Salaries of university presidents on the rise
Hitt ranked second in Fla. for highest salary
Published: Sunday, February 7, 2010
Updated: Sunday, February 7, 2010 18:02
President Hitt is the second highest-paid public university president in Florida and he is ranked 32nd nationwide, according to a recent report by The Chronicle of Higher Education.
The median base salary for public university presidents rose to $436,111 in the 2008-2009 school year, according to the report.
This was an increase of 2.3 percent from the previous year.
President Hitt's base salary is $463,500, more than $27,000 more than the median. With his compensation package, including deferred compensation, retirement pay, club dues and money provided by the state for his car, Hitt's salary totals $594,730.
The Chronicle also reported that in the previous four years, presidential compensation packages have risen by at least 7.5 percent each year. In 2005 the increase was 19 percent.
The UCF Board of Trustees gave its final approval to keep President Hitt's base salary the same at a meeting held Jan. 14.
In November, the Board voted to give Hitt a pay increase, but he declined because of the bad economy.
He also declined in 2008 for the same reason, despite the Board's approval.
"President Hitt felt the time wasn't right," said Grant Heston, assistant vice president of UCF News & Information. "When it came up at the board meeting, he refused the pay increase before an actual figure was reached by the Board."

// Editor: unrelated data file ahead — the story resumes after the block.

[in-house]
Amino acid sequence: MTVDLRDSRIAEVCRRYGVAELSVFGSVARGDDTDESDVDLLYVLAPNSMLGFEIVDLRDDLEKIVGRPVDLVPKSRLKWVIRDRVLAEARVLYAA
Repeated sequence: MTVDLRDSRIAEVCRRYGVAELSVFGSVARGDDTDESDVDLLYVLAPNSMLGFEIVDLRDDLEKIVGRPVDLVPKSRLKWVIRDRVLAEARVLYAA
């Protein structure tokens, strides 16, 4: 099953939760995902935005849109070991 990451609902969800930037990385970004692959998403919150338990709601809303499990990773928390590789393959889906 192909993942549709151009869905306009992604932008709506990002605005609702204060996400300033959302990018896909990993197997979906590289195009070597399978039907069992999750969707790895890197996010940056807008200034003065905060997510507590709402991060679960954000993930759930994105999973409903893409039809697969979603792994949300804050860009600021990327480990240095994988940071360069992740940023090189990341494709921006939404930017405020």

Hitt is not alone.
Many other public university presidents have declined raises and agreed to pay cuts to offset increasing tuition rates and state budget cuts, according to The Chronicle of Higher Education.
"Because public university presidents play a visible role in defending their budgets from state cuts, many presidents don't want to be seen accepting raises, even with Board approval," said Jeffrey Selingo, editor of The Chronicle of Higher Education.
With budget cuts at UCF that have led to faculty layoffs and degree program eliminations, Hitt is still under scrutiny even after his pay refusal.
"Why should he have been offered any kind of raise when the same Board of Trustees said it was necessary to eliminate programs with strong student enrollment and lay off faculty members teaching full and overflowing courses?" said Patrick Murphy, president of the UCF chapter of United Faculty of Florida.
"Like football coaches, I wouldn't ask if university presidents deserve what they get paid in relation to other presidents, but whether they deserve the salaries they are pulling down in days where they are laying people off, furloughing people and raising tuition rates in these hard economic times," Murphy said.
The only public university president in Florida to earn a higher salary than Hitt this year is Florida State University's T.K. Wetherell.
Wetherell will receive a base salary of $315,545.
With compensation benefits included, he will receive a total of $695,877.
Judy Genshaft, the University of South Florida's president, ranks third in Florida.
Genshaft earns a base salary of $395,000 and a total of $591,639 after compensation, according to The Chronicle of Higher Education.
Private donations, namely from alumni, cover most of public university presidents' salaries and benefits.
Florida state law allows taxpayer dollars to cover only $225,000 per institution, it also reported.